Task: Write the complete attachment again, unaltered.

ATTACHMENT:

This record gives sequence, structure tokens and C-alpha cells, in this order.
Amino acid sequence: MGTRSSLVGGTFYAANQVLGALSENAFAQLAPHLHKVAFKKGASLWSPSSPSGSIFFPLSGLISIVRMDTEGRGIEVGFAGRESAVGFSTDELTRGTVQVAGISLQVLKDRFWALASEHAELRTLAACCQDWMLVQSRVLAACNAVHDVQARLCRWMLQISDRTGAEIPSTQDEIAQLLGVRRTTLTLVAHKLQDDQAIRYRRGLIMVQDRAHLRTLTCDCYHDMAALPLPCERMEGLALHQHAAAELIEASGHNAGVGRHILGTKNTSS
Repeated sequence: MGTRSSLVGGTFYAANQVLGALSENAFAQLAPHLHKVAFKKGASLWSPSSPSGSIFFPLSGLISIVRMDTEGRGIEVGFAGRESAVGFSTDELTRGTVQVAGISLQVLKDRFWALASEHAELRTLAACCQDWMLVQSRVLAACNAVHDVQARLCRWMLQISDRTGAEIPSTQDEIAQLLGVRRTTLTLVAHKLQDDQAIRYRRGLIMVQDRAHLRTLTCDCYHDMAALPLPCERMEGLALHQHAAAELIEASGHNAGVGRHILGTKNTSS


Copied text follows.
This record gives sequence, structure tokens and C-alpha cells, in this order.
Amino acid sequence: MGTRSSLVGGTFYAANQVLGALSENAFAQLAPHLHKVAFKKGASLWSPSSPSGSIFFPLSGLISIVRMDTEGRGIEVGFAGRESAVGFSTDELTRGTVQVAGISLQVLKDRFWALASEHAELRTLAACCQDWMLVQSRVLAACNAVHDVQARLCRWMLQISDRTGAEIPSTQDEIAQLLGVRRTTLTLVAHKLQDDQAIRYRRGLIMVQDRAHLRTLTCDCYHDMAALPLPCERMEGLALHQHAAAELIEASGHNAGVGRHILGTKNTSS
Repeated sequence: MGTRSSLVGGTFYAANQVLGALSENAFAQLAPHLHKVAFKKGASLWSPSSPSGSIFFPLSGLISIVRMDTEGRGIEVGFAGRESAVGFSTDELTRGTVQVAGISLQVLKDRFWALASEHAELRTLAACCQDWMLVQSRVLAACNAVHDVQARLCRWMLQISDRTGAEIPSTQDEIAQLLGVRRTTLTLVAHKLQDDQAIRYRRGLIMVQDRAHLRTLTCDCYHDMAALPLPCERMEGLALHQHAAAELIEASGHNAGVGRHILGTKNTSS